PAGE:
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How To Do Double Unders (Learn The Right Way!)

How To Do Double Unders

There’s a ton of different exercises out there you can do when it comes to cardio conditioning and fat loss, be it medicine ball slams, battle rope waves, box jumps, stair sprints or rounds on the dreaded air assault bike.
But none of those quite compare to the feeling of banging out double-unders. Want to learn how to do double unders? You’ve come to the right place.

Why Double Unders & The Jump Rope?


Prized fighters, football players and fitness models all utilize the jump rope.
It’s a fantastic conditioning tool for melting away fat and increasing your athleticism. Specific benefits include…

Decreased risk of injury

Jumping with a skipping rope is a self limiting exercise, there really is no way to push yourself to the point of injury unlike sprinting, sled pushes and other intense cardio oriented exercises – the worst case scenario when jumping rope is your coordinator/rhythm gets out of time and you clip your ankles or forearms with the skipping rope, no big deal.
Performing interval sprints at a high speed on a treadmill can be tough on the joints – I personally get shin splints when I try to push myself with regular treadmill intervals (unless it’s a very high quality treadmill, not the usual cheap semi commercial gym ones).

Increased movement & co-ordination ability

To be successful at skipping you need to be coordinated, as you practise and practise and practise your coordinator will improve drastically.
In terms of movement the jump rope is also a fantastic tool for warming up before a game, a lifting session or whatnot.

Jump rope workouts & double unders build explosive speed & power

As you begin to master the coordination and form of skipping you can pick up the pace – fast jumps, double unders, crossovers.. there are no limitations to the different variations and combos of skipping you can do – all while building speed and explosive power through your calfs.
Combine regular skipping for speed with a low rep compound workout routine for strength and you’re set.

Jump rope workouts & double unders will blow up your calfs

Collectively guys really need to focus on their calf development, I’m included in this group.
Performing set after set of calf raises, alternating between both heavy and light loads just doesn’t seem to be work as well as it should… (Arnold Schwarenegger had ongoing issues getting his calfs to grow as he discusses in his biography, ‘Total Recall’).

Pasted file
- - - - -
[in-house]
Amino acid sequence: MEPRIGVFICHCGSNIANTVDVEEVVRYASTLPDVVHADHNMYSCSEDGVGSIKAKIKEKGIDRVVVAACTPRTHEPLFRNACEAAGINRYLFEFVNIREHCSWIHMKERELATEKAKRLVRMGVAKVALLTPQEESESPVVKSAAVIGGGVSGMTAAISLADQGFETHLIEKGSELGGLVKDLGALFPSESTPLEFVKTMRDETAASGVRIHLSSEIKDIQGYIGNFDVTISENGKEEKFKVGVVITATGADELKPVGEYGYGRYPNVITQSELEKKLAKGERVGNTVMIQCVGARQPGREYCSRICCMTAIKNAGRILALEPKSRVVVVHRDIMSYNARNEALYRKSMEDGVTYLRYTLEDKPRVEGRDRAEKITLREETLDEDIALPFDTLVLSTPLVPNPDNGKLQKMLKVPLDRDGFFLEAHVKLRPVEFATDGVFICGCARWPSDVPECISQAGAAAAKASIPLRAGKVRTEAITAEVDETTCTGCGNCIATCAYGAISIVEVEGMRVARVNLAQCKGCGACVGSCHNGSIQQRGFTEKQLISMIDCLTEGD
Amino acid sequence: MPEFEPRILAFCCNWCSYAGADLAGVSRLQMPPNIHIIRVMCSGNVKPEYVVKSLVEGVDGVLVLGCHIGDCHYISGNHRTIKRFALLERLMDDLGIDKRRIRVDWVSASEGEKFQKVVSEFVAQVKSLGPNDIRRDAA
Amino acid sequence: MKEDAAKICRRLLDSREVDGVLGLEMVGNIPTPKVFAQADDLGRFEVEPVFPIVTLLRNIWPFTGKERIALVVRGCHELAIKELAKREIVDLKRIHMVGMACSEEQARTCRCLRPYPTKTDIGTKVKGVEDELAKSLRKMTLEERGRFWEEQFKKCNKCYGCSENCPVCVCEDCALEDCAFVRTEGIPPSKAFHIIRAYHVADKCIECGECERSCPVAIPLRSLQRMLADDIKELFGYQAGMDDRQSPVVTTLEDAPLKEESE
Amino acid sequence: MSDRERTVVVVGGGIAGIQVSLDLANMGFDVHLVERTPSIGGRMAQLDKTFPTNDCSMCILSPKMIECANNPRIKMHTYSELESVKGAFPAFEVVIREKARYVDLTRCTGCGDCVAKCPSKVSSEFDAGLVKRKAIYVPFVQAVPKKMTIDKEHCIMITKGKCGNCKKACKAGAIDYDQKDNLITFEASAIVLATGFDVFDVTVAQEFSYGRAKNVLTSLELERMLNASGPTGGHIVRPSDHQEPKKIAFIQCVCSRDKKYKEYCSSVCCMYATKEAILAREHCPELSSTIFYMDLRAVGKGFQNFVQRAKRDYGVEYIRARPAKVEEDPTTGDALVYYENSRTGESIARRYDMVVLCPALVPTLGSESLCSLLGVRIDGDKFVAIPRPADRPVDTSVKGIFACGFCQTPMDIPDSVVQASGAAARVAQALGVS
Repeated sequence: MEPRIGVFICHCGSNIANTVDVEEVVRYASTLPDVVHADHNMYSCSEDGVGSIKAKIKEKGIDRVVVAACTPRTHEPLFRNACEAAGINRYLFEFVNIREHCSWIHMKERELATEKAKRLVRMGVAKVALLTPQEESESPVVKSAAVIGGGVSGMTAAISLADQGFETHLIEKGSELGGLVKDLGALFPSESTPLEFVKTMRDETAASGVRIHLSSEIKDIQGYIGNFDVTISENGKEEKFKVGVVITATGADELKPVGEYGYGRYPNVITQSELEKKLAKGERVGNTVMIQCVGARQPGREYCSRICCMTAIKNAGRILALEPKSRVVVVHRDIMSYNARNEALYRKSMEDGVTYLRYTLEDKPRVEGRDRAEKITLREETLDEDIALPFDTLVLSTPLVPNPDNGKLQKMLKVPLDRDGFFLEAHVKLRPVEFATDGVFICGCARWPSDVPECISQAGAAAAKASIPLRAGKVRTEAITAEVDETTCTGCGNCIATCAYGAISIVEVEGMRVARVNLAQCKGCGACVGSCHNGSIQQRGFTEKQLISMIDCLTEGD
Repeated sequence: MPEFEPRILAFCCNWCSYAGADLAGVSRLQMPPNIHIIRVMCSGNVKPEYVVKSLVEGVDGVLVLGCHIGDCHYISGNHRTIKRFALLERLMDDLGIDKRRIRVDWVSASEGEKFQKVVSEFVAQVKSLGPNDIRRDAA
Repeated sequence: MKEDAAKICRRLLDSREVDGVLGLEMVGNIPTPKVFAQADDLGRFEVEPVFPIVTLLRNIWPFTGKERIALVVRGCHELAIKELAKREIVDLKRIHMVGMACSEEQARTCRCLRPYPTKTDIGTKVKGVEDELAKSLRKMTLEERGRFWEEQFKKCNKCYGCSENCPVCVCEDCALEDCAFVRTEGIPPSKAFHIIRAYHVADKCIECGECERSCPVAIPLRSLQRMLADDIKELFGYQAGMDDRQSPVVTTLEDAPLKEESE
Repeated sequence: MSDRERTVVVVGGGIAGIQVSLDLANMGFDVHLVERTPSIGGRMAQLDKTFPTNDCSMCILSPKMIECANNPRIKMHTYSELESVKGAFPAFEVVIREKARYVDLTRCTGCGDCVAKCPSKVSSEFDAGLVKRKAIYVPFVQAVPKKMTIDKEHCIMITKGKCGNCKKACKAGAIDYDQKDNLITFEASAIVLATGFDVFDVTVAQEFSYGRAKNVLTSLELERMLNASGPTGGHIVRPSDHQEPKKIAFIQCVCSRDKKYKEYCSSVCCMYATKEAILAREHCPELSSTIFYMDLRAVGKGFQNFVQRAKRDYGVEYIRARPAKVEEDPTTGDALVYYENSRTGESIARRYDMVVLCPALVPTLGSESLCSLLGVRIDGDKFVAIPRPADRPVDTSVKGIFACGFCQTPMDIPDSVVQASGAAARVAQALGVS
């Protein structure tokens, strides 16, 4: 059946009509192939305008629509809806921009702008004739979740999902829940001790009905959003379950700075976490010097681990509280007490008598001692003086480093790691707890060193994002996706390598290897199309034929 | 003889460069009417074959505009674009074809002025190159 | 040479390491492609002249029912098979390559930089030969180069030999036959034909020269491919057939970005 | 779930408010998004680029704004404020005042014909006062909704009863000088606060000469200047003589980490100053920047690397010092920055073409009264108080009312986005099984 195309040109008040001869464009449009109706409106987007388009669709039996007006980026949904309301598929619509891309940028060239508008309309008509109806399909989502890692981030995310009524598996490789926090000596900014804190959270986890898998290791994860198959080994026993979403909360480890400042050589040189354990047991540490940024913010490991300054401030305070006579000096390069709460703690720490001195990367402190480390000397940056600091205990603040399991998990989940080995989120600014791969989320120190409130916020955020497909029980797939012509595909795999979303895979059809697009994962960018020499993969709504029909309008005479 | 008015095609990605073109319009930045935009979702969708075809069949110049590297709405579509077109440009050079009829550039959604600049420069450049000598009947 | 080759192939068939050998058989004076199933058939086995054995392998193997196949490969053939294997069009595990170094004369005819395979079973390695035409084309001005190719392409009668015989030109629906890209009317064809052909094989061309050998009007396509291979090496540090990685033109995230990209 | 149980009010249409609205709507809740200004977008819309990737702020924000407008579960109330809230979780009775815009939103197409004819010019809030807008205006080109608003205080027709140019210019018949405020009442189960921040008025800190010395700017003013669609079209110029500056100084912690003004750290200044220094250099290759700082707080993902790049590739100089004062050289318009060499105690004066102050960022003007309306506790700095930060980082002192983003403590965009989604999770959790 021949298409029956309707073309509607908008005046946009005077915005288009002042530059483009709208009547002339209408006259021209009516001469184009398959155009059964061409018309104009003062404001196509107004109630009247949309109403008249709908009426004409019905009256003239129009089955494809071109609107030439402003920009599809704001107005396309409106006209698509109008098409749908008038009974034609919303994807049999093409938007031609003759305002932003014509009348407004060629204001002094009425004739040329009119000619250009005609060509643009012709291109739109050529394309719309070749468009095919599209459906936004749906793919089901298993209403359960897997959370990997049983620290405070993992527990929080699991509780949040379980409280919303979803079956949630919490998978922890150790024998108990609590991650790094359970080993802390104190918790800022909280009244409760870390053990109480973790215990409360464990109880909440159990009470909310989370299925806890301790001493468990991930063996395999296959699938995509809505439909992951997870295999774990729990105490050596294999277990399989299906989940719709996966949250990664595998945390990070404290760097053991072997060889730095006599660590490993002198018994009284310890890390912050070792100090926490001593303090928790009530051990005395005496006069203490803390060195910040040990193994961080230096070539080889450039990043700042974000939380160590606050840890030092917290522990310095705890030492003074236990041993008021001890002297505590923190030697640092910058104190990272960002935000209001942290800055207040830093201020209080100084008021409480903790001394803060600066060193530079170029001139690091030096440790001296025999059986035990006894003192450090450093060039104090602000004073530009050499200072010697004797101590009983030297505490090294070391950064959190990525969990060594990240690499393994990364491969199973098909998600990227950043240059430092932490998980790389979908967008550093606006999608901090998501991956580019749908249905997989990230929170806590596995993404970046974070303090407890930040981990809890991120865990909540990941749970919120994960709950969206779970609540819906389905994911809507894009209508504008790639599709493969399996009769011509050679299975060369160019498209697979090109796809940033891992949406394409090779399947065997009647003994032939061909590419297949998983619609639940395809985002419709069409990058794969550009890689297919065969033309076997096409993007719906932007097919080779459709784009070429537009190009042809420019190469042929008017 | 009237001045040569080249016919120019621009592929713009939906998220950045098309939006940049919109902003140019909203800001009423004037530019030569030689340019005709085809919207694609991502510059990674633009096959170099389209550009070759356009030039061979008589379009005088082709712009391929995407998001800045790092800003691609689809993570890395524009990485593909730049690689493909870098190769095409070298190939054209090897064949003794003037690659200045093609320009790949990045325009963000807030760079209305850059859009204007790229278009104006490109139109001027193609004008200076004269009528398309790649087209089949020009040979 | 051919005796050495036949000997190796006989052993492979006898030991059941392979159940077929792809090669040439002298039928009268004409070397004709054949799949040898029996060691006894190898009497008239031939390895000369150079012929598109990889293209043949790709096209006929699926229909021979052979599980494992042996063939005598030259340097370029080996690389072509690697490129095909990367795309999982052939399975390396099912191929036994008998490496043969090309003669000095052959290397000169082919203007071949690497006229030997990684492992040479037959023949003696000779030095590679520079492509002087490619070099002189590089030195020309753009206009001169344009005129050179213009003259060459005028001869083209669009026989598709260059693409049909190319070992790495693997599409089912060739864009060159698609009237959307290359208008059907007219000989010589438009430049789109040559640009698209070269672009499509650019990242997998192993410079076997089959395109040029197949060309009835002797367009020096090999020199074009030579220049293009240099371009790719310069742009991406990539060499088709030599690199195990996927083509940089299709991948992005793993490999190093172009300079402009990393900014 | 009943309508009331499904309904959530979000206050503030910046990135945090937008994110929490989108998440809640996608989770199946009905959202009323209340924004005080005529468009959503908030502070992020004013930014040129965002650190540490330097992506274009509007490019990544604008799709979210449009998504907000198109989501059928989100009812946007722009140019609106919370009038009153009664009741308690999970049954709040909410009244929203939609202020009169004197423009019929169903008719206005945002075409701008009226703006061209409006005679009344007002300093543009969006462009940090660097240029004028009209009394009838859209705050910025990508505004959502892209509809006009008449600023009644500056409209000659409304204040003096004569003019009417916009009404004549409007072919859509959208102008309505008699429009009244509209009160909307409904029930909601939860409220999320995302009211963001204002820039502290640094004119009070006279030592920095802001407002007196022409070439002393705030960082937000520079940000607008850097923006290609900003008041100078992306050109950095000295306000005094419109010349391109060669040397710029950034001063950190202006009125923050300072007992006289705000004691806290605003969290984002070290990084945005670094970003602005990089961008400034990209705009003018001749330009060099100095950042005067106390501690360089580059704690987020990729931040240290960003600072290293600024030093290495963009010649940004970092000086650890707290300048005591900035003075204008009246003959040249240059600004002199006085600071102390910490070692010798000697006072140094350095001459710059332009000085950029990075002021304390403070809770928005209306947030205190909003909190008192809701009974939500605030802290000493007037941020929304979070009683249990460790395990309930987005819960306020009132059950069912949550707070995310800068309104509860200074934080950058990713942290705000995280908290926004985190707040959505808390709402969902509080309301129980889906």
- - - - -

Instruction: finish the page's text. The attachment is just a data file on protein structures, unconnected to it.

The load placed on your calf muscles when performing a regular skip is nothing extraordinary as your calfs are used to carrying around your body all day – it can easily support the weight.
However, when you start to think outside the box and start performing single leg hops to increase the load on your calfs you’ll begin to see new growth!.

Jump ropes are a highly flexible, inexpensive interval training tool

You can use a jump rope literally anywhere, you don’t have an 100M track to sprint every though now do you?
For as little as $5 or $10 you can pick up a speed rope which will keep you going for quite some time.
Perfect for interval training (you can pair X number of skips or skipping for X number of seconds with any bodyweight exercise of your choosing such as push-ups, sit-ups, mountain climbers, burpees, jumping jacks).

I personally love the jump rope for cardio because you’re focusing, it challenges your coordination so you’re not left like a mindless zombie slowly pacing away on the treadmill.

Before I Teach You How To Do Double Unders…


Double unders themselves are not an incredibly hard physical feat.
A quick rotation of the wrists and a small jump is all that’s required – you don’t need to balance on your hands, raise your legs above your head or do anything absurdly demanding from a physical point of view.

Yet many that aim to learn double unders get frustrated and give up before they can string a few unbroken double unders together.

Those are the individuals that picked up a rope and expected to learn to do the double under straight away, it doesn’t work like that.

You can’t build a house until the foundation is set.

Pay attention to the details and prerequisites below so we can set your foundation and get building on the double unders!

The right rope for beginners is NOT a speed rope

“double unders are sooooo much easier with my new speed rope!”

Read the reviews of any speed rope for sale on Amazon and I’m sure you’ll see a ton of similar comments. It makes sense, with sturdier handles and a razor thin cable, the rate at which you can smash out double unders is substantially quicker than that with a normal rope.

But a speed rope is not best suited for the beginner.

When you’re performing double unders with a speed rope we’re working purely on timing and muscle memory as the rope doesn’t offer any feedback, you can barely even see the cable as it wisps over your head!

A basic, run of the mill rope that costs no more than a couple of dollars is the ideal starting rope to learn how to perform double unders because it offers feedback.
You can better time your jump and understand how the rope responds as you flick your wrists to turn it over your head – something you’re going to have little feel of when hitting double unders with a speed rope.

Here’s the rope I use and recommend.

The rope should reach your arm pits

You can have the most expensive, feature packed speed rope hand signed by the winner of the CrossFit games, but if it’s too short or too long it’s not going to serve you any good.

An extremely long rope is inefficient and will see you tripping up, an extremely short rope leaves no room for error (looking at double under world records you’ll notice the ropes are literally skimming the top of the athletes head).

To get started you’ll want the handles of your rope to reach your arm pits when you stand on the mid point of the rope with handles pulled up towards you.

Get good at jump rope singles first (be able to hit 100 unbroken before proceeding)


This goes without saying, you should be able to comfortably hit between 100 and 200 unbroken single unders before delving into learning the double under.